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45 cal diameter question

Discussion in 'Handloading and Reloading' started by gbran, Dec 28, 2003.

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  1. gbran

    gbran Member

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    Why are there .451" and .452" bullets and when and where should each be used? I shoot 45 ACP, 45 Colt and 454 Casull and may soon take up reloading.
     
  2. Delmar

    Delmar Member

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    .451 is generally jacketed bullets for the 45 ACP and maybe some of the newer single action Army's. The .452 is generally lead bullets for the same applications. IIRC, the 454 Casull is a 45 Colt with a stronger case web and small rifle primer. If so, I suspect diameters would be the same.
     
  3. Quantrill

    Quantrill Member

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    The original .45 Colts, sometimes erronously called .45 Long Colt, made prior to WWII were .454 dia. They have not been made that way since the war so the great majority of .45 Colts that we will encounter have the .451 groove dia. The general rule here is that the nominal diameter (.451) is used for jacketed bullets and the .001 over nominal (.452) is used for lead bullets. Quantrill
     
  4. stans

    stans Member

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    I agree with the above. Generally speaking, 45 ACP uses 0.451" diameter for jacketed bullets while lead bullets may be encountered in 0.451" or 0.452" and the groove diameter of the barrel should be 0.451". The 45 Colt is a little different. Current guns usually have groove diameters of 0.451". Before WWII, the 45 Colt had a groove diameter of 0.454".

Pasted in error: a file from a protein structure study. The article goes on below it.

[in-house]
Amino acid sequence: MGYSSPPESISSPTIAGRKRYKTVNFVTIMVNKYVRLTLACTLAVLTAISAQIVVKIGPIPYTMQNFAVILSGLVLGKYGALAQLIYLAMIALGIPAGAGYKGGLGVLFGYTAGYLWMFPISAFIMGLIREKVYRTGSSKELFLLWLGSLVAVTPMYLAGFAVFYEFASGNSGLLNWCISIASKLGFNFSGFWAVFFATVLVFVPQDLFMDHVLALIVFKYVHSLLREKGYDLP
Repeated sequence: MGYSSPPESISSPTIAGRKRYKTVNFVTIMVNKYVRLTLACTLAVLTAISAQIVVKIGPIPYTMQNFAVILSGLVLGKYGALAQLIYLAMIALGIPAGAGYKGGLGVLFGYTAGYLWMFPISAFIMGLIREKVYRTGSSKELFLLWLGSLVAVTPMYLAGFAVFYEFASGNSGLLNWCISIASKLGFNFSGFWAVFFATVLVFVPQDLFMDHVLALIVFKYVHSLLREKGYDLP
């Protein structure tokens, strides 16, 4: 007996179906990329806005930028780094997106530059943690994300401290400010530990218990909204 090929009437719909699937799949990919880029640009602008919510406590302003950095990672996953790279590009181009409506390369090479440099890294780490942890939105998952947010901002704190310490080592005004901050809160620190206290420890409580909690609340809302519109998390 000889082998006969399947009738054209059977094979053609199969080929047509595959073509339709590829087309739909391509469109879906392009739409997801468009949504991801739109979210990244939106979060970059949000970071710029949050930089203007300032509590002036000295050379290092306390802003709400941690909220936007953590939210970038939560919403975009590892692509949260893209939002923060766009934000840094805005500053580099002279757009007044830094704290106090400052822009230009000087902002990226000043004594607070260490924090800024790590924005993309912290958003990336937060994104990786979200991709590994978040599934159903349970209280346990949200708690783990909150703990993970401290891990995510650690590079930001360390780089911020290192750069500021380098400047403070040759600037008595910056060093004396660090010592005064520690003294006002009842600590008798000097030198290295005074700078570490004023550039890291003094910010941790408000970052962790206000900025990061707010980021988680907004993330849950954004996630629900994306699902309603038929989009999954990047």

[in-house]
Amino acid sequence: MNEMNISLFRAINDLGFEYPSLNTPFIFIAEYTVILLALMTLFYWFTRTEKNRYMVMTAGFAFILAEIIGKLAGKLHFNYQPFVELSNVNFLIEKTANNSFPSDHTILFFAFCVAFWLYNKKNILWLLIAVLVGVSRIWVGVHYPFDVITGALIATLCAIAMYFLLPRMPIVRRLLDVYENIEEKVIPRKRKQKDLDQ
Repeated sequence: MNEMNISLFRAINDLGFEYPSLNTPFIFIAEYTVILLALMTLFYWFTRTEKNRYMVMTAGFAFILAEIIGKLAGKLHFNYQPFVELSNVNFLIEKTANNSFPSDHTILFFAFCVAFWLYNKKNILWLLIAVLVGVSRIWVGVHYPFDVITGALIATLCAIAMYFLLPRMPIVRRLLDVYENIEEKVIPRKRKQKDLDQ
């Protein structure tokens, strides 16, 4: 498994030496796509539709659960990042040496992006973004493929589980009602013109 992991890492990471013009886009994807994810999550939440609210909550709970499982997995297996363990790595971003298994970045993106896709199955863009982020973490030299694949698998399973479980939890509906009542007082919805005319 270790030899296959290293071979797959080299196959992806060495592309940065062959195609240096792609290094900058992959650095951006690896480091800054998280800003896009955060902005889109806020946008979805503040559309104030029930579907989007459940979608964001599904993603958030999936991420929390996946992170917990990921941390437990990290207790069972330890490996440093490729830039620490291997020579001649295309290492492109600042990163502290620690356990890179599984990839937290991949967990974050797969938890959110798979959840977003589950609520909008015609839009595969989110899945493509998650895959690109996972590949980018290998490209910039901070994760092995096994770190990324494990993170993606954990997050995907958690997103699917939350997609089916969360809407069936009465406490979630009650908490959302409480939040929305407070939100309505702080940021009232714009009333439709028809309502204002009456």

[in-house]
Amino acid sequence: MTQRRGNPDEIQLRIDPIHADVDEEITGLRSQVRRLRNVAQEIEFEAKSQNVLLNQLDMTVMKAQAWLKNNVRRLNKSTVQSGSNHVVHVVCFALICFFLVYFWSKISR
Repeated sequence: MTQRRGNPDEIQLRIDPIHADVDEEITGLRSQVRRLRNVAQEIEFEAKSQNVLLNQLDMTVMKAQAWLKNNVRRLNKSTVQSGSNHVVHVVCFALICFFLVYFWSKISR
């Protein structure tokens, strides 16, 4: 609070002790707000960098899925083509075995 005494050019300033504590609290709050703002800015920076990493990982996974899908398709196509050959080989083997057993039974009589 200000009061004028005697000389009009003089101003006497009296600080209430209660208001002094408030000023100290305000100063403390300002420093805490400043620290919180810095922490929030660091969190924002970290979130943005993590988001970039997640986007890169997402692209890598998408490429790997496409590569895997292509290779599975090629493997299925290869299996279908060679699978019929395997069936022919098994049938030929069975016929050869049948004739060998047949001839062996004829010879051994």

You may encounter revolvers made after WWII with groove diameters of 0.451", 0.452" or 0.454". What is worse is that the chamber throats in these revolvers do not always match the groove diameter. So you might have a groove diameter of 0.451" and chamber throats of 0.454". This means that a bullet of 0.454" is going to be swaged down by the barrel or a 0.451" bullet must expand to 0.454" in the throat, then be swaged back down to 0.451" in the barrel. This is not particularly good for accuracy.

    Now you might also encounter a revolver with the opposite condition, such as a 0.452" groove diameter or larger and chamber throats of 0.450" (Ruger seems to be this way right now). This means that a 0.451" or 0.452" diameter bullet will be swaged down to 0.450", then enter a barrel with a groove diameter of 0.452" and it will just sort of rattle down the barrel, leave plenty of melted lead in its wake and will hit the target in a more or less higgledy piggledy fashion.

    With revolvers, the ideal arrangement is for cylinder throat and groove diameter to be identical. If you cannot have this arrangement, the a cylinder throat diameter that is 0.001" larger than groove diameter is acceptable and you just size your bullets to the cylinder throat diameter.

    Them 45's sure can be confussin'
     
  5. jojo

    jojo Member

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    Thanks for asking that one. I have always wondered the same thing, but never asked. I have both a .45 acp, and a 45 colt, and I would like to start re-loading soon.

    jojo
     
  6. gbran

    gbran Member

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    Ream the throats

    I have a Ruger SRH in .454 Casull and my dad has an S&W 625 in 45 ACP. If possible, we want to ream the troats to match the groove dia? If the throats are already larger, we're out of luck I assume. BTW..........thanks to all for the good info.
     
  7. Paul "Fitz" Jones

    Paul "Fitz" Jones Moderator - Emeritus

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    45 diameters

    Quantrill says it right.

    Paul Fitz Jones
     
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